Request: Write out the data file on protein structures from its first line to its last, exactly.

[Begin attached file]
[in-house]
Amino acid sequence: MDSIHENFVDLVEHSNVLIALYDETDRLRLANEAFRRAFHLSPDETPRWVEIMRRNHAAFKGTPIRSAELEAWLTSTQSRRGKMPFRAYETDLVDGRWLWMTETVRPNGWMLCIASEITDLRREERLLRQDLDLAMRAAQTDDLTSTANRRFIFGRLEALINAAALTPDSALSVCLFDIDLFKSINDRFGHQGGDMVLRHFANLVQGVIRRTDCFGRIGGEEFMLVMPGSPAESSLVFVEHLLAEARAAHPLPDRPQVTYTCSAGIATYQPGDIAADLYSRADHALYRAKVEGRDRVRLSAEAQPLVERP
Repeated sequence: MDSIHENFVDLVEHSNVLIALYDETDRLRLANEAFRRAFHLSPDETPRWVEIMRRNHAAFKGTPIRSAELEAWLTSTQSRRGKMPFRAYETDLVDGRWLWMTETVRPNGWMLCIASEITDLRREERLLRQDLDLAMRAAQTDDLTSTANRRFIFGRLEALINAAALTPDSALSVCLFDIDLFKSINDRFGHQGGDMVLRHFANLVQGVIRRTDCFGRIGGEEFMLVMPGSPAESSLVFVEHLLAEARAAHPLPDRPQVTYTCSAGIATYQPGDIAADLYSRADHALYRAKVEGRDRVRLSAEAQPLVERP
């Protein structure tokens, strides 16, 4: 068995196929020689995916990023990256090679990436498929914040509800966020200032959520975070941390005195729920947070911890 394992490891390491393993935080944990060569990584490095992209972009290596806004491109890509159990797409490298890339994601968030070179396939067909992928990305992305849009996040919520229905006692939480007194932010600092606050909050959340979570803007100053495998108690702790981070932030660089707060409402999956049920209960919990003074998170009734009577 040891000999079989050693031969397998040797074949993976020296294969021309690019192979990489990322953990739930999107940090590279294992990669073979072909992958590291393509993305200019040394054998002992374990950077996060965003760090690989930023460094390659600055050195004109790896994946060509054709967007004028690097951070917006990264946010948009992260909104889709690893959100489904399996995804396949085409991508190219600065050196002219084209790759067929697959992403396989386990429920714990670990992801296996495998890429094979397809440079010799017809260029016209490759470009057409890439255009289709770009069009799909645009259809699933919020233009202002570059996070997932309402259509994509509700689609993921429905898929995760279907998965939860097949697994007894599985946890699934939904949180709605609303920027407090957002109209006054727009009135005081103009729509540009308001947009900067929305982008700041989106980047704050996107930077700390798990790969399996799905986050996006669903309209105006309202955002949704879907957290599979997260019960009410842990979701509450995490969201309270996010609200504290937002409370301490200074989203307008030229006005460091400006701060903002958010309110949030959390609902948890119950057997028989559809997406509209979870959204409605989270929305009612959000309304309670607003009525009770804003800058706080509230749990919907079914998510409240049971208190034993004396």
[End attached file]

[in-house]
Amino acid sequence: MDSIHENFVDLVEHSNVLIALYDETDRLRLANEAFRRAFHLSPDETPRWVEIMRRNHAAFKGTPIRSAELEAWLTSTQSRRGKMPFRAYETDLVDGRWLWMTETVRPNGWMLCIASEITDLRREERLLRQDLDLAMRAAQTDDLTSTANRRFIFGRLEALINAAALTPDSALSVCLFDIDLFKSINDRFGHQGGDMVLRHFANLVQGVIRRTDCFGRIGGEEFMLVMPGSPAESSLVFVEHLLAEARAAHPLPDRPQVTYTCSAGIATYQPGDIAADLYSRADHALYRAKVEGRDRVRLSAEAQPLVERP
Repeated sequence: MDSIHENFVDLVEHSNVLIALYDETDRLRLANEAFRRAFHLSPDETPRWVEIMRRNHAAFKGTPIRSAELEAWLTSTQSRRGKMPFRAYETDLVDGRWLWMTETVRPNGWMLCIASEITDLRREERLLRQDLDLAMRAAQTDDLTSTANRRFIFGRLEALINAAALTPDSALSVCLFDIDLFKSINDRFGHQGGDMVLRHFANLVQGVIRRTDCFGRIGGEEFMLVMPGSPAESSLVFVEHLLAEARAAHPLPDRPQVTYTCSAGIATYQPGDIAADLYSRADHALYRAKVEGRDRVRLSAEAQPLVERP
């Protein structure tokens, strides 16, 4: 068995196929020689995916990023990256090679990436498929914040509800966020200032959520975070941390005195729920947070911890 394992490891390491393993935080944990060569990584490095992209972009290596806004491109890509159990797409490298890339994601968030070179396939067909992928990305992305849009996040919520229905006692939480007194932010600092606050909050959340979570803007100053495998108690702790981070932030660089707060409402999956049920209960919990003074998170009734009577 040891000999079989050693031969397998040797074949993976020296294969021309690019192979990489990322953990739930999107940090590279294992990669073979072909992958590291393509993305200019040394054998002992374990950077996060965003760090690989930023460094390659600055050195004109790896994946060509054709967007004028690097951070917006990264946010948009992260909104889709690893959100489904399996995804396949085409991508190219600065050196002219084209790759067929697959992403396989386990429920714990670990992801296996495998890429094979397809440079010799017809260029016209490759470009057409890439255009289709770009069009799909645009259809699933919020233009202002570059996070997932309402259509994509509700689609993921429905898929995760279907998965939860097949697994007894599985946890699934939904949180709605609303920027407090957002109209006054727009009135005081103009729509540009308001947009900067929305982008700041989106980047704050996107930077700390798990790969399996799905986050996006669903309209105006309202955002949704879907957290599979997260019960009410842990979701509450995490969201309270996010609200504290937002409370301490200074989203307008030229006005460091400006701060903002958010309110949030959390609902948890119950057997028989559809997406509209979870959204409605989270929305009612959000309304309670607003009525009770804003800058706080509230749990919907079914998510409240049971208190034993004396």